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Title | A study of level crossing effects in TCNQ salts |
Creator |
Cabañas, Francisco Xavier |
Publisher | University of British Columbia |
Date Issued | 1988 |
Description | ESR results for DEM(TCNQ)₂ and for MEM(TCNQ)₂ are presented as examples of TCNQ salts with and without level crossing effects. In the case of DEM(TCNQ)₂ we are performing ESR on a system with two types of spins. The latter are due to the two kinds of stacks of the acceptor TCNQ molecules in DEM(TCNQ)₂. The level crossing occurs when the g value of these two kinds of electrons are the same. This is compared to the case of MEM(TCNQ)₂ where there is only one kind of TCNQ stack and consequently no level crossing effect. It is found that g values and susceptibilities of the ESR spectra for DEM(TCNQ)₂ can be fitted very well to an interaction between the stacks of the form J ∑i,j,Si,Sj; with J > 0. This gives an antiferromagnetic coupling between every spin on one type of stack with every spin on the other type of stack. This type of interaction is also in qualitative agreement with the published results for HMM(TCNQ)₂. The experimental results in DEM(TCNQ)₂ and MEM(TCNQ)₂ also show that there are small but significant differences in the g tensors when the temperature or the crystalline environment are changed, and consequently the g tensor in these compounds does not depend only on the orientation of TCNQ molecule in the magnetic field as previously assumed. These differences in g are typically less than 2 x 10⁻⁴. |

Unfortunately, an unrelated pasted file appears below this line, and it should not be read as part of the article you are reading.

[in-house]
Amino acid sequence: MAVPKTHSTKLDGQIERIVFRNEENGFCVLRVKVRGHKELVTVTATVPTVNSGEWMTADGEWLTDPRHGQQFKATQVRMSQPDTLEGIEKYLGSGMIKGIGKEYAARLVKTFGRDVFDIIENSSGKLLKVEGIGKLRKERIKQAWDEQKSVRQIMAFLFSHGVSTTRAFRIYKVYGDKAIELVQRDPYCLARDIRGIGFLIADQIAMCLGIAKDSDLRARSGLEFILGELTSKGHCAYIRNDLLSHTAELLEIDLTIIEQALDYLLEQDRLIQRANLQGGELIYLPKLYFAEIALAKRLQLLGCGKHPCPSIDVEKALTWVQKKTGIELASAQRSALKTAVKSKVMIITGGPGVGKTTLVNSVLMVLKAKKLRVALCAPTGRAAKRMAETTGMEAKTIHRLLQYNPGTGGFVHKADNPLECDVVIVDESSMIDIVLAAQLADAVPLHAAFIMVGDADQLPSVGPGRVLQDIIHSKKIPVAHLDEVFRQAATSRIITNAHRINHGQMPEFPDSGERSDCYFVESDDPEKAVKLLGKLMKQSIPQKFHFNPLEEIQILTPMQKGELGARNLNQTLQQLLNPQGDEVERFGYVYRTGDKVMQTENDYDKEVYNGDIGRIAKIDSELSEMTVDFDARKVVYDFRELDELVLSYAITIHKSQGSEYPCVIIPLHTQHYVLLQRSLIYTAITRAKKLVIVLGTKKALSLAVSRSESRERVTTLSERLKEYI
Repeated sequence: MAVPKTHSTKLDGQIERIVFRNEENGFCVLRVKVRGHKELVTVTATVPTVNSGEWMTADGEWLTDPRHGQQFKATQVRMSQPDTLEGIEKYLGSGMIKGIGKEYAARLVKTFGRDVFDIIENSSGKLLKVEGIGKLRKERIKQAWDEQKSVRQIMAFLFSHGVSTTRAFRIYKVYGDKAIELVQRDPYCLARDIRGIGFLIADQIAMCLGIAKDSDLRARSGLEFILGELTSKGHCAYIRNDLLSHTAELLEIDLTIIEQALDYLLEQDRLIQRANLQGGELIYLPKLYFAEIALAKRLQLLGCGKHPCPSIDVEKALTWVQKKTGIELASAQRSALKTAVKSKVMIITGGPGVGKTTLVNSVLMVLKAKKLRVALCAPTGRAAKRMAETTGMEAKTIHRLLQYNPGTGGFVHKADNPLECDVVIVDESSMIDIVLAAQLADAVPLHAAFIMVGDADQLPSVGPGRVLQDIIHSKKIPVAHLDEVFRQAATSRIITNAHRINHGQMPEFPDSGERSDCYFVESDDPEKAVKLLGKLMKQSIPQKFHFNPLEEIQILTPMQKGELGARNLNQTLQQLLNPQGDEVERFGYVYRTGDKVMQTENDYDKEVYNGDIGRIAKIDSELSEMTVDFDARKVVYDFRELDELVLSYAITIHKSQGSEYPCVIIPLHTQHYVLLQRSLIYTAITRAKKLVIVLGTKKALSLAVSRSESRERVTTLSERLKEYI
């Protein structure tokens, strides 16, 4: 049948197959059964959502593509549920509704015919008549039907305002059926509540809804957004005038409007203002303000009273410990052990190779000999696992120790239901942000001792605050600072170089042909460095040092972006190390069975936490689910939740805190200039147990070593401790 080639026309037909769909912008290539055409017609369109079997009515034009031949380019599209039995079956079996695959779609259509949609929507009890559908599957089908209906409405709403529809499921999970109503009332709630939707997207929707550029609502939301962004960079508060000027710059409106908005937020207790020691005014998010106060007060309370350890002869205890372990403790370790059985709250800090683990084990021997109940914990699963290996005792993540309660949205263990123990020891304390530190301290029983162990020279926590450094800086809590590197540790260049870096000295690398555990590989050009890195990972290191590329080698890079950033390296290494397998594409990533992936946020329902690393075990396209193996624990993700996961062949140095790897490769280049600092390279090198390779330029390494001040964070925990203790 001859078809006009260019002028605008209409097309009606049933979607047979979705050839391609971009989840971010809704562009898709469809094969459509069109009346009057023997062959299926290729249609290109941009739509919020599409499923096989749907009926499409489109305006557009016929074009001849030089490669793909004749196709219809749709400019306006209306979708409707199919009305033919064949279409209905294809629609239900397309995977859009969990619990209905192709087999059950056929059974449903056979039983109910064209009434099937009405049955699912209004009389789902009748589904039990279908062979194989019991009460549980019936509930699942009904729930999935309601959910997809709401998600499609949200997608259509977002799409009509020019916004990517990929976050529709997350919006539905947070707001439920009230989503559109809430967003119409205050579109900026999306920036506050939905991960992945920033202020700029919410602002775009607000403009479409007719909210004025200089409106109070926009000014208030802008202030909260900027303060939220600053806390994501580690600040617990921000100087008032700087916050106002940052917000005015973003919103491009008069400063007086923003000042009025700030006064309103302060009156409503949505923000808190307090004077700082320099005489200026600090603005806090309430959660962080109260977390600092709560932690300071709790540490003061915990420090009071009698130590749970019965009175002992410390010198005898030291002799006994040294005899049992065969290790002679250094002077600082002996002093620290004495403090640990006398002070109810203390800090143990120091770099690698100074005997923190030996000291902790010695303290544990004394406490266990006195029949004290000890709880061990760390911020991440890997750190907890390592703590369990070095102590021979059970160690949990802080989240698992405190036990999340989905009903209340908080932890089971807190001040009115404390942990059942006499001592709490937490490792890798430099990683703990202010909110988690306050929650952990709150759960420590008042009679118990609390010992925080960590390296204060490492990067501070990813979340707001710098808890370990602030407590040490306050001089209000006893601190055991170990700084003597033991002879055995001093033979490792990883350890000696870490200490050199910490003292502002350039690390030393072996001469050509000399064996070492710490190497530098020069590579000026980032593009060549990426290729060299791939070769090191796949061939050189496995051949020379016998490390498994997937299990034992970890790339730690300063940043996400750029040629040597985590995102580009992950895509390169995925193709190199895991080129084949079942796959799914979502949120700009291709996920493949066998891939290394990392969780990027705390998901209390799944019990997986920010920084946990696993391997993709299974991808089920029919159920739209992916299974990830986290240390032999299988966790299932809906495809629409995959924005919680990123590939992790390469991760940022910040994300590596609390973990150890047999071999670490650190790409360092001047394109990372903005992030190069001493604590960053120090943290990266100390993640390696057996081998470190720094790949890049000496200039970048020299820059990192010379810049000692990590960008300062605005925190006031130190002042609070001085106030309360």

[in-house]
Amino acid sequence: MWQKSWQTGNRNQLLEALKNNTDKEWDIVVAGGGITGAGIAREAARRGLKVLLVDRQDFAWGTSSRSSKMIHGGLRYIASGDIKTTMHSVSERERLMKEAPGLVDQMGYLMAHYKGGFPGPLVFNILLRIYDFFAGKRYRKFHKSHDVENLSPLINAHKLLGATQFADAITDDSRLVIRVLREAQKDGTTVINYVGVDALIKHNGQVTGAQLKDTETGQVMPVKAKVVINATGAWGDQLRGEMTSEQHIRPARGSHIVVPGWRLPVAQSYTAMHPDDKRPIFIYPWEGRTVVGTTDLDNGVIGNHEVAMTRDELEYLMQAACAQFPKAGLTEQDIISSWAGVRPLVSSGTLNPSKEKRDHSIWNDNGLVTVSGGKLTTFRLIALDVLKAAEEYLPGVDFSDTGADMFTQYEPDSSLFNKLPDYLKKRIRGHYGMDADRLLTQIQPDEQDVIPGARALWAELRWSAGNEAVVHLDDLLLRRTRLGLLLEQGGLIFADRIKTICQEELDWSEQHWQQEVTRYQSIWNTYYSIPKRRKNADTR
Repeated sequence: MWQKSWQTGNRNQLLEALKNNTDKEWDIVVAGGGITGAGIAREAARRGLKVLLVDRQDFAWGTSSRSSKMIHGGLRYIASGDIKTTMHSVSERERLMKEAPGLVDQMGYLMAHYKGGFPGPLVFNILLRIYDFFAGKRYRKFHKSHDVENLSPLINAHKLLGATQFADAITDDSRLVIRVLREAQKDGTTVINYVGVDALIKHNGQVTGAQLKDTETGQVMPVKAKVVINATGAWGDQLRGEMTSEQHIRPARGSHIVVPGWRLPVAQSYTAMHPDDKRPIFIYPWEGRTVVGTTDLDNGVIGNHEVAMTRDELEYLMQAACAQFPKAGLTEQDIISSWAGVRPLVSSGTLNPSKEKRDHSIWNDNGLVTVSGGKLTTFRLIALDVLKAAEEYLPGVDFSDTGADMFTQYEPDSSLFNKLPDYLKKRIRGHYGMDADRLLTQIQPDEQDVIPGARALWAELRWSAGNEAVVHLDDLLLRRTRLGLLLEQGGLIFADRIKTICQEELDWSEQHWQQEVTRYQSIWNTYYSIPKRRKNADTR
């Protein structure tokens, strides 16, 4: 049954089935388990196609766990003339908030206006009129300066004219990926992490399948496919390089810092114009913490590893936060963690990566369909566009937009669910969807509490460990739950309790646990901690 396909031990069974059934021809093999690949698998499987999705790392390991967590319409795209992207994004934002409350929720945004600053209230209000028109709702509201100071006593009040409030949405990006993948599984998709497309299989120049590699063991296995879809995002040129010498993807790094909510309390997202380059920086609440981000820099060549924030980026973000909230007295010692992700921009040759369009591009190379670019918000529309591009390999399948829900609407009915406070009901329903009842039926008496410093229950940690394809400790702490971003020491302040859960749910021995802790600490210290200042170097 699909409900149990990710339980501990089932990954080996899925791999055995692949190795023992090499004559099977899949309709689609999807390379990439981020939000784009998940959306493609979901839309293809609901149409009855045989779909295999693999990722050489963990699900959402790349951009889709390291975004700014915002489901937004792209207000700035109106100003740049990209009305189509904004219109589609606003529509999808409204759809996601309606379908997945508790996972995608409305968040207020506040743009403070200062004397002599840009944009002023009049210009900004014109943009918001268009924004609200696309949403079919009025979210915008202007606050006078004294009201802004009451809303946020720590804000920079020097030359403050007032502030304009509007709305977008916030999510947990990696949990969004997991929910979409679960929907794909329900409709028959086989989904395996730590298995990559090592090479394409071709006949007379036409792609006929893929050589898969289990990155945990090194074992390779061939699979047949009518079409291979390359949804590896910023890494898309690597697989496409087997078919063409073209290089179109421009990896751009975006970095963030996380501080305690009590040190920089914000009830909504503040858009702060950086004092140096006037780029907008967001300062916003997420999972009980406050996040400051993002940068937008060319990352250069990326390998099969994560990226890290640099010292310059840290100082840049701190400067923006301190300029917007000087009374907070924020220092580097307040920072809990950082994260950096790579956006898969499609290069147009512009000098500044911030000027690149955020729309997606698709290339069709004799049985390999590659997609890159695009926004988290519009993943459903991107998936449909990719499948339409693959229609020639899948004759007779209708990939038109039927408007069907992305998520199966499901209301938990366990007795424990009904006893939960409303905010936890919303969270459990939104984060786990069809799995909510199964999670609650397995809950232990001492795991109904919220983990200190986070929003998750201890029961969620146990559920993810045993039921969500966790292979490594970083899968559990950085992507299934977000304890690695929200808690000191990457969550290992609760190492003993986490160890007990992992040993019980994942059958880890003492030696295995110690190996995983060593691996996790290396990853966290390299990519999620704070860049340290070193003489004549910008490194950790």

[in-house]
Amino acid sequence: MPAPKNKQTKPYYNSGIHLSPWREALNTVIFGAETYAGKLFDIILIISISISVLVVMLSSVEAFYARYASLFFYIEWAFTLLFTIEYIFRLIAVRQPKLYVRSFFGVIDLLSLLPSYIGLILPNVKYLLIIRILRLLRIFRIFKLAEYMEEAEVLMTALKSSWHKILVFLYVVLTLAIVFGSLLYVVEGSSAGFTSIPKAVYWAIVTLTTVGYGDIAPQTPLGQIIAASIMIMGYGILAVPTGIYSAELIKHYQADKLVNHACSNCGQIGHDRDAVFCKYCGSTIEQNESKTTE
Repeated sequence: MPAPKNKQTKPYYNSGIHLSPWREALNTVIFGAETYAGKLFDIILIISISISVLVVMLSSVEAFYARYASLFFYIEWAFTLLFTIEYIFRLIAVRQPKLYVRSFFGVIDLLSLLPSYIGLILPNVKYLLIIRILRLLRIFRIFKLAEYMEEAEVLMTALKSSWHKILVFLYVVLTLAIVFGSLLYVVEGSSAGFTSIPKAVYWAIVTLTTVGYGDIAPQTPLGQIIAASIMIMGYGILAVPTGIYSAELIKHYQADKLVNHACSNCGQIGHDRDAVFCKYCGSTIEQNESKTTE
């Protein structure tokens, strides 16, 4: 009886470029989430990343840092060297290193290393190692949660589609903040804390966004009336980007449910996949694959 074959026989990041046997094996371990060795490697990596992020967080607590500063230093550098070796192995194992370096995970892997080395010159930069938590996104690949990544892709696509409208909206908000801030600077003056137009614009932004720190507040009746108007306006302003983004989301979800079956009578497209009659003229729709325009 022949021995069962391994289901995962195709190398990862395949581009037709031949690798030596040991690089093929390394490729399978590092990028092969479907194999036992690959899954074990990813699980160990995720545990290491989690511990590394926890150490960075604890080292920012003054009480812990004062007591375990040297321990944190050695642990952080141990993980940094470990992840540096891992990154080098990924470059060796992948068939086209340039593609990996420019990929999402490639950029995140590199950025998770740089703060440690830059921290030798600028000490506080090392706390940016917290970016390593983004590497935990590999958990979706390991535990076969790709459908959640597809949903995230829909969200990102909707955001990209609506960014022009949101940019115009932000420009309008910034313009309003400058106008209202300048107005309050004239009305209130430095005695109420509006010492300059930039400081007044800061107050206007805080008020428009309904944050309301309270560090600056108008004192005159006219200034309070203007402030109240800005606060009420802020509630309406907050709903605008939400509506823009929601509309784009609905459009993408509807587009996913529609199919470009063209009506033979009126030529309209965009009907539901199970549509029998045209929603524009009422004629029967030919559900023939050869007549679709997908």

Subject |
Salt crystals Crystals -- Magnetic properties Crystallography Electron paramagnetic resonance |
Genre |
Thesis/Dissertation |
Type |
Text |
Language | eng |
Date Available | 2010-09-22 |
Provider | Vancouver : University of British Columbia Library |
Rights | For non-commercial purposes only, such as research, private study and education. Additional conditions apply, see Terms of Use https://open.library.ubc.ca/terms_of_use. |
DOI | 10.14288/1.0085801 |
URI | http://hdl.handle.net/2429/28632 |
Degree |
Doctor of Philosophy - PhD |
Program |
Physics |
Affiliation |
Science, Faculty of Physics and Astronomy, Department of |
Degree Grantor | University of British Columbia |
Campus |
UBCV |
Scholarly Level | Graduate |
AggregatedSourceRepository | DSpace |